Saturday, November 8, 2014


Let me start with a context-free quote. Context wouldn't help much in this case, anyway:

(c) Zdzisław Beksiński
The tube of flesh is quite prophetic. The tube of flesh, the umbilical, is inserted at the base of the neck, although sometimes inserted by mistake toward the top of the head, which can result in unexpected visions. The umbilical feeds into the central nervous system. The nerves of the familiar's umbilical wind around the nerves in the person's neck. Above the recipient, the manta ray, the familiar, rises and grows full with the knowledge of the host. It makes itself larger. It elongates. The subject goes into shock, convulses, and becomes limp. Motor control passes over to the familiar, creating a moving yet utilitarian symbiosis. The neck becomes numb. A tingling forms on the tongue, and taste of lime. There is no release from this. There should be no release from this. Broken out from their slumber, hundreds are initiated at a time, the tubes glistening and churling in the elision of the steam, the continual need. Thus fitted, all go forth in their splendid ranks. The eye of the City opens and continues to open, wider and wider, until the eye is the world. 

That's a quote from a short story called "Three Days in a Border Town," by Jeff VanderMeer. Even after reading the whole story for myself, I'm not completely sure how much mind control the familiars exert over the people they're attached to, but clearly there's some. And doesn't it make you delightfully squirmy? You can read the full story online for free; I'll give you the link at the bottom of this post. But for now, let's move on.

It's been about two months since I finished VanderMeer's Southern Reach trilogy (I blogged about the first two books here and here). I've been dying to tell you what I thought about the conclusion, but other topics came first. Now it's time to finish what I - or, rather, VanderMeer - started. The first and second books in the series contained lots of mind control, seemingly via hypnosis, although I noted that the levels of control were too high to be caused by real-world hypnosis. Well, I was right. The character known as "the Voice" in Book 2 is a megalomaniac who loves thinking up new and better ways to warp people's minds. Here's a quote from Acceptance. I've taken out the Voice's real name and gender pronouns as well as a few other spoilery details:

Light hypnotic suggestion, conditioning that's more about Area X survival than any of the Voice's dubious "value adds," his/her claims to have found a way around the need, on some level, for the subject to want to perform the suggested action - "a kind of trickery and substitution." The stages you've seen described are identification, indoctrination, reinforcement, and deployment, but _____ has seen other documents that borrow the semiotic of the supernatural: "manifestation, infestation, oppression, and possession."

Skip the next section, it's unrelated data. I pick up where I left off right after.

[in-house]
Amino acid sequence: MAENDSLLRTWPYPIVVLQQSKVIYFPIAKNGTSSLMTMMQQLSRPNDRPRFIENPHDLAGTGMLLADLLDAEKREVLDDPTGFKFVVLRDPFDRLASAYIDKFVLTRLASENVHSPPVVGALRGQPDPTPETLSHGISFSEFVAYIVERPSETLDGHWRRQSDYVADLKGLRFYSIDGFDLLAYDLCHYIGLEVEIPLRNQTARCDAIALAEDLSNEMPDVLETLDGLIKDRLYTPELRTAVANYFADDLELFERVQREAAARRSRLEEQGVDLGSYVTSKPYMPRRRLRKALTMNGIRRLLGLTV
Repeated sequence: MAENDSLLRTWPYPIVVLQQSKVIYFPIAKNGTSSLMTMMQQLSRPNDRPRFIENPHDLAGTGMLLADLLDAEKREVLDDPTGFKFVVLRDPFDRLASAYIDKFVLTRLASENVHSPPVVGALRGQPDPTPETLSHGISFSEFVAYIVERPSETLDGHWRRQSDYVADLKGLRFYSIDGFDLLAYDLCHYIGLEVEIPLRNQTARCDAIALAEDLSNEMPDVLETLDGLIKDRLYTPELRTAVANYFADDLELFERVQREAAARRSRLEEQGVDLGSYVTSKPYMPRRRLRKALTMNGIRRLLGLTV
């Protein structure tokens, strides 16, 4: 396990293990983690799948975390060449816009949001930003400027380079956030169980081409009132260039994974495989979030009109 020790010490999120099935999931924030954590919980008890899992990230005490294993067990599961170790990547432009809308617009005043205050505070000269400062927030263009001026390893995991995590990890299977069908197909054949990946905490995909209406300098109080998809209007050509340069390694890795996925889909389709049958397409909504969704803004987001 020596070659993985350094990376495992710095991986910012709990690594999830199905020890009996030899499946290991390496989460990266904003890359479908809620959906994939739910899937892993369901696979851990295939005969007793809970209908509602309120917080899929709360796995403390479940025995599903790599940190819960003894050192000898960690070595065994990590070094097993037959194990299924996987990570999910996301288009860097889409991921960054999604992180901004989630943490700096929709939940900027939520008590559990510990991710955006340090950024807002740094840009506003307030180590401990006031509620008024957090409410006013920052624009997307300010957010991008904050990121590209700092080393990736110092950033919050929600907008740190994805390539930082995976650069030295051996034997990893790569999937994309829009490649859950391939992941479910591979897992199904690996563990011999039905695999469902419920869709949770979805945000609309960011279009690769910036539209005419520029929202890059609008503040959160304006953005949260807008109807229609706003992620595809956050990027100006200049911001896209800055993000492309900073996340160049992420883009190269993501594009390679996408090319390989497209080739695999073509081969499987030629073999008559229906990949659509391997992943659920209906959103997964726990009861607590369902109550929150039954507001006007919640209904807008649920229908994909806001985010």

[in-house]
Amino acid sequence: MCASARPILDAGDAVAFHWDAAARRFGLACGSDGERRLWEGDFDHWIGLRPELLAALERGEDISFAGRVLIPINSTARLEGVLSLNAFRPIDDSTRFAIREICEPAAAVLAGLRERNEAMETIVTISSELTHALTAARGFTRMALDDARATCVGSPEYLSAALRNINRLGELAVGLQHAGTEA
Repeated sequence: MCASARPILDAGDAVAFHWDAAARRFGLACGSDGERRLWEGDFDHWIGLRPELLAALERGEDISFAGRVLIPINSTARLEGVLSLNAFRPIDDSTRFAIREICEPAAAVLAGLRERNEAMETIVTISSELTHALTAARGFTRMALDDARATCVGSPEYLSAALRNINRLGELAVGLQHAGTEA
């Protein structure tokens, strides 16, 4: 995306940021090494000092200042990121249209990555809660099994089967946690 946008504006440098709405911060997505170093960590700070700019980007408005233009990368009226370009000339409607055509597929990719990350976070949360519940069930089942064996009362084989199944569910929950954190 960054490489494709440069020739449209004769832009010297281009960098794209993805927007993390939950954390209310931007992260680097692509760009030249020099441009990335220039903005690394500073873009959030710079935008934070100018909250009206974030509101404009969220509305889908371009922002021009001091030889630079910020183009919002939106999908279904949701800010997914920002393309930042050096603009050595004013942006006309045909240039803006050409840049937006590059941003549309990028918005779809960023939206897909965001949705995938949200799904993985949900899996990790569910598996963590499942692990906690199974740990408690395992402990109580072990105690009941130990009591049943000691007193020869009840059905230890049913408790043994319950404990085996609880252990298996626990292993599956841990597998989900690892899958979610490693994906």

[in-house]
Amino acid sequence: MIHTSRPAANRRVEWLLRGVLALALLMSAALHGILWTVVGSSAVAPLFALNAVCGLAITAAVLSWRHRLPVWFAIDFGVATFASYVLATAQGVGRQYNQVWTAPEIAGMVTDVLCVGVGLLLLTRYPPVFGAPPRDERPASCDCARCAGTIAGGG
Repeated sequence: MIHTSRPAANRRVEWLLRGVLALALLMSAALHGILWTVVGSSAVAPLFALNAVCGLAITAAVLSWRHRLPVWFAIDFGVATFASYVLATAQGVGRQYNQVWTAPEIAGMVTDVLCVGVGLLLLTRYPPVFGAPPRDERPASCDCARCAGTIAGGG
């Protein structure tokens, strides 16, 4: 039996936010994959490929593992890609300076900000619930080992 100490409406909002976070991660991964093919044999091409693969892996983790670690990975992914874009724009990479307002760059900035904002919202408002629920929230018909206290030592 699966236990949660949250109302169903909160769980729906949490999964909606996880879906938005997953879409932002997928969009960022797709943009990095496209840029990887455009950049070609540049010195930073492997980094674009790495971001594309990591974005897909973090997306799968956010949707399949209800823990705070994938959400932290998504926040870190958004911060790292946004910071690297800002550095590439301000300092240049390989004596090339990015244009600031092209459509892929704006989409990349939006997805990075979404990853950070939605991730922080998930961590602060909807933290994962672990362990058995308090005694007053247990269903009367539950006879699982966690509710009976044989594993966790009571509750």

Most of the Voice's attention has concreted around _____, a volunteer with radicalized ideas about the value of free will. You wonder if the Voice prefers it when there's more or less resistance.

Then there's this quote:

They implant in the brain of _____ what the Voice calls "a pearl of surveillance and recall." Some tiny subset of the silver egg that is Central, passing first through the Voice's deforming grip. They make a man not himself, and you along with it to keep your job, to stay close to what is important to you.

Now, I have to admit that mind control doesn't play as big as role in Acceptance as I expected. Most of the MC takes place in Book 2, Authority. And I know my readers; MC is what you come here to read about. Still, there's so much else worth reading in the Southern Reach trilogy that I recommend it to you anyway just because it's fantastic. It's like Lovecraft on LSD with a side helping of three-dimensional characters and hope. Again I'm being careful to avoid spoilers, but if you've read the first two books and haven't decided whether to pick up the conclusion, here's some of what you'll learn: the ultimate fates of the biologist and her husband, what the hell the psychologist from Annihilation was up to all this time, what happened to the lighthouse keeper, why Whitby is such a basket case, and whether or not Control ever gains control of himself. You also mostly...probably...learn what caused Area X, although the details are open to debate. And I did debate them at length in a Goodreads thread on the series until I felt satisfied with my conclusions (even if not everyone agreed with me). If you've read the whole series, and/or if you don't mind being spoiled to hell and back, here's the thread. Feel free to hop in with your own thoughts.

Now back to VanderMeer in general. The guy clearly has an interest in MC; different forms of it show up in many of his stories, although not in fetishy ways. He uses it for the sake of horror, and believe me, that man knows how to do horror. The quote at the top of this post comes from VanderMeer's short story collection The Third Bear; and the title story is absolutely, no-question-about-it, unrelentingly horrific. So is "Predecessor." But "Three Days in a Border Town" is more like Mad Max with aliens, "Shark God vs. Octopus God" is just plain funny, and "Errata" is - oh God, just read it for yourself. I keep going on about VanderMeer because the more I read his stuff, the more I love it. I think a lot of you will, too; and several stories from The Third Bear are free online. You can find links to them all in this one helpful review. Just do yourself a favor and start with Errata. It's a standalone story with everything that's freaky and wonderful about Vandermeer in one tidy little package. Check it out and let me know what you think of it.

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